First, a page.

The Phantom Fiend AKA The Lodger (1932)



The first talking remake of the 1927 Alfred Hitchcock classic, The Lodger. Stars Ivor Novello in the role of the lodger and an early appearance by Jack Hawkins. Produced by Julius Hagen and directed by Maurice Elvey

The Adventures of Sherlock Holmes - The Copper Beeches (1912)



Georges Treville appeared as Sherlock Holmes in a number of short features in 1912. His series of films was the first officially authorised series of Holmes Films, produced under the supervision of Conan Doyle himself. This is the 8th and final episode it is also the only episode that survives. The series comprised the following films, all directed by Adrien Caillard and produced by Eclair.

1. Le ruban moucheté/The Speckled Band
2. Flamme d’argent/The Silver Blaze
3. The Beryl Coronet
4. The Musgrave Ritual
5. The Reigate Squires
6. The Stolen Papers
7. Le mystère de Val Boscombe/The Mystery of Boscombe Valey
8. The Copper Beeches

Ecalir also produced a feature, The Adventures of Sherlock Holmes in 1911, which is also lost.

Slick Sleuths (1926)



Mutt and Jeff play Sherlock Holmes style detectives on the trail of the mysterious "Phantom". Originally release in 1926, this film was hand coloured by the director in the early 1930s and re-released. Avery early example of colourisaton

The Limejuice Mystery or Who Spat in Grandfather's Porridge? (1930)




Sherlock Holmes parody made with marionettes.

Sir Arthur Conan Doyle



A 1927 Fox newsreal interview with the author and spiritualist, Sir Arthur Conan Doyle. He speaks about his greatest literary creation, Sherlock Holmes, and his work in spiritualism.

Sherlock Holmes - The Sleeping Cardinal (1931)




This rare Sherlock Holmes film was released at the same time as the Raymond Massey picture "The Speckled Band". The story is partly based on two Conan Doyle short stories: "The Final Problem" and "The Empty House".

Sceptical about the potential success of the film, the producers sold the rights to the film to "First Division Pictures" for 800 pounds. The film was released in July 1931 under the title "Sherlock Holmes' Fatal Hour". It was very successful, running for over a month on Broadway, which was unprecidented for a British produced programmer.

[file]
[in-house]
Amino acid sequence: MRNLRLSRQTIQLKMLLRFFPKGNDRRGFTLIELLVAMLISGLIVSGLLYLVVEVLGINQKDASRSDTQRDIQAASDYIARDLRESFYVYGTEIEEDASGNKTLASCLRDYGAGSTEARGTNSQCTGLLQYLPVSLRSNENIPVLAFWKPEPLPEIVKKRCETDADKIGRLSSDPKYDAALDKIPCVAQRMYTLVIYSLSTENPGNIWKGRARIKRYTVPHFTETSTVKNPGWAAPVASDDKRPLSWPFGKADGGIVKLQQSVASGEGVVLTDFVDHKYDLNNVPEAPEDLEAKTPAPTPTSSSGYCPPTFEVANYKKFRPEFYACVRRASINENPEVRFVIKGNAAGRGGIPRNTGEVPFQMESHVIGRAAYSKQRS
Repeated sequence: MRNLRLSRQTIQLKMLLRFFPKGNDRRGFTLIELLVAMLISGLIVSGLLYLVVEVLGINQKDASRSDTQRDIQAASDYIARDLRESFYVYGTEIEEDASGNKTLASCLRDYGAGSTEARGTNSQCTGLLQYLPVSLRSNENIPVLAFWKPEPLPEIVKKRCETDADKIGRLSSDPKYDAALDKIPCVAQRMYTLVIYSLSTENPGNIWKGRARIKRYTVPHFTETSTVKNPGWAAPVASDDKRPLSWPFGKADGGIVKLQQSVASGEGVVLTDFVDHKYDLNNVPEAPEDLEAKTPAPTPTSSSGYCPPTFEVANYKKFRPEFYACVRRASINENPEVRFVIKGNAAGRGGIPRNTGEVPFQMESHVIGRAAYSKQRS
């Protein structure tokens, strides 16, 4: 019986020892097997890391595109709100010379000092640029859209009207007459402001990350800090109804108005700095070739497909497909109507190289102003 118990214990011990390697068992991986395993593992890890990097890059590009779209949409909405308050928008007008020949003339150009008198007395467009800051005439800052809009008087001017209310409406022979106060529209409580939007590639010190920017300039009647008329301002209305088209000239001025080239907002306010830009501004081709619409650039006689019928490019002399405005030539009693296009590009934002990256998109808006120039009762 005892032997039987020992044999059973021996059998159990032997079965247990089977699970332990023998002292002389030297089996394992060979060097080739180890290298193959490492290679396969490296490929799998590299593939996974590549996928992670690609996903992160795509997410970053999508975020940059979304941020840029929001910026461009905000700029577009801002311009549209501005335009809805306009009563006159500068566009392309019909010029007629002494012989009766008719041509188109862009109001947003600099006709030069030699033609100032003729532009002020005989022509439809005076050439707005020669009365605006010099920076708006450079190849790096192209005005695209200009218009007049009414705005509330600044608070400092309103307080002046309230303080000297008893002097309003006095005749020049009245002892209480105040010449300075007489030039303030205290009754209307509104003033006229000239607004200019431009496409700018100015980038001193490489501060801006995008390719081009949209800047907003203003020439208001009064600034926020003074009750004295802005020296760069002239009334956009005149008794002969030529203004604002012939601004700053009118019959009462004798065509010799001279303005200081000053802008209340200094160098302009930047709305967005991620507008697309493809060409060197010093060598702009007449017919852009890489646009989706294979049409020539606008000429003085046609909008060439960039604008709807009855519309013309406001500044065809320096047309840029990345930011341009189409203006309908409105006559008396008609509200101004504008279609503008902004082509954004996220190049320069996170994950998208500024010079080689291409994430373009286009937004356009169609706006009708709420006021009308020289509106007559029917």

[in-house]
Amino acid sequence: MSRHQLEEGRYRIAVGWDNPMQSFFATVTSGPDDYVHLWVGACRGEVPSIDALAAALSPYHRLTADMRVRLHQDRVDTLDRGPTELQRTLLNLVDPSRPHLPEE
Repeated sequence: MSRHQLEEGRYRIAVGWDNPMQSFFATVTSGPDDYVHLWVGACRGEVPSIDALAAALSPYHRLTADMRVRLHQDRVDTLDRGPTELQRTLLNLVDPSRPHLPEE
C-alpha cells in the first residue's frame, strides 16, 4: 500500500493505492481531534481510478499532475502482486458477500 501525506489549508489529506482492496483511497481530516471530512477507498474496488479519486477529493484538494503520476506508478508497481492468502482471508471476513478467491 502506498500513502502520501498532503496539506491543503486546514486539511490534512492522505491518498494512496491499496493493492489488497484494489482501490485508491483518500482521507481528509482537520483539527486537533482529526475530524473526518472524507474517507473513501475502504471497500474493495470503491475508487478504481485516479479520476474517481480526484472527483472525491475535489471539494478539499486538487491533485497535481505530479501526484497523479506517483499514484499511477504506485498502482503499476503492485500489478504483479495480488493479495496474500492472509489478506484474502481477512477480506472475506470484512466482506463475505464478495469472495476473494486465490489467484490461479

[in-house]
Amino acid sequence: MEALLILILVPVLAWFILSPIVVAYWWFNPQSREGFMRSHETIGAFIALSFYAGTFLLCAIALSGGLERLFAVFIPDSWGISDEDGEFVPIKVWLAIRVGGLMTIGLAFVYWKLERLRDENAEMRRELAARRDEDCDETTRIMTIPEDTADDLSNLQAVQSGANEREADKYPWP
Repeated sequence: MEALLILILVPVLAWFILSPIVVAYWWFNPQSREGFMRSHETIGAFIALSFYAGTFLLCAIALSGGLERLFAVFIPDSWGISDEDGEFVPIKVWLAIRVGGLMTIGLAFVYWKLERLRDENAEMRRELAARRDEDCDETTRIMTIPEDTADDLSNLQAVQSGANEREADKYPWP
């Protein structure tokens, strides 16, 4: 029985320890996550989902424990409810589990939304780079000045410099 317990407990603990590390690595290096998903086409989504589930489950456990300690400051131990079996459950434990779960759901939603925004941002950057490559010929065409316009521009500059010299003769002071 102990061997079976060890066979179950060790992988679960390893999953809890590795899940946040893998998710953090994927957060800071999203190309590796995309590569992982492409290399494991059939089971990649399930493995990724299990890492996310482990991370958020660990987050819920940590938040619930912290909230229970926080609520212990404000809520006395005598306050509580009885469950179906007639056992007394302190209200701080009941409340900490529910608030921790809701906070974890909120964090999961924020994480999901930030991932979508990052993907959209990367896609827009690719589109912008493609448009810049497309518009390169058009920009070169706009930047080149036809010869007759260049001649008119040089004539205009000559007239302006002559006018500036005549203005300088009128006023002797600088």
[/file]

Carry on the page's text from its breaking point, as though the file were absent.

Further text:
Reviews hailed the film for "bringing the real Sherlock Holmes to the screen." This prompted 4 more movies in the series The Missing Rembrandt (still considered lost), The Sign of Four, The Triumph of Sherlock Holmes and The Silver Blaze/Murder at the Baskervilles.

This film was deemed lost when the only known print went missing after being shown at a Sherlock Holmes Society reception for Arthur Wontner in 1955. The version presented here is pieced together from two separate prints to create the longest and best quality version of the film. There are noticable differences between the two prints. The lesser quality print is only used to fill in minor sections that were missing or incomplete in the better quality version. It has the US title "Sherlock Holmes' Fatal Hour" on screen. The quality is still not optimal, but it is a major improvement from the versions previously available.

The Penalty (1920)



Lon Chaney plays Blizzard, a deranged psychopath scarred by the childhood operation where a young doctor mistakingly amputated both of his legs. Hellbent on revenge Blizzard becomes a master criminal. This is one of Lon Chaney's most famous non-horror roles.

This is copied from video mastered off a well worn home movie print.

The Shock (1923)



Lon Chaney plays a wheelchair bound master criminal.

The Trap (1922)





After his mine is stolen a miner becomes obseessed with plotting revenge against the man who stole his mine.

Starring: Lon Chaney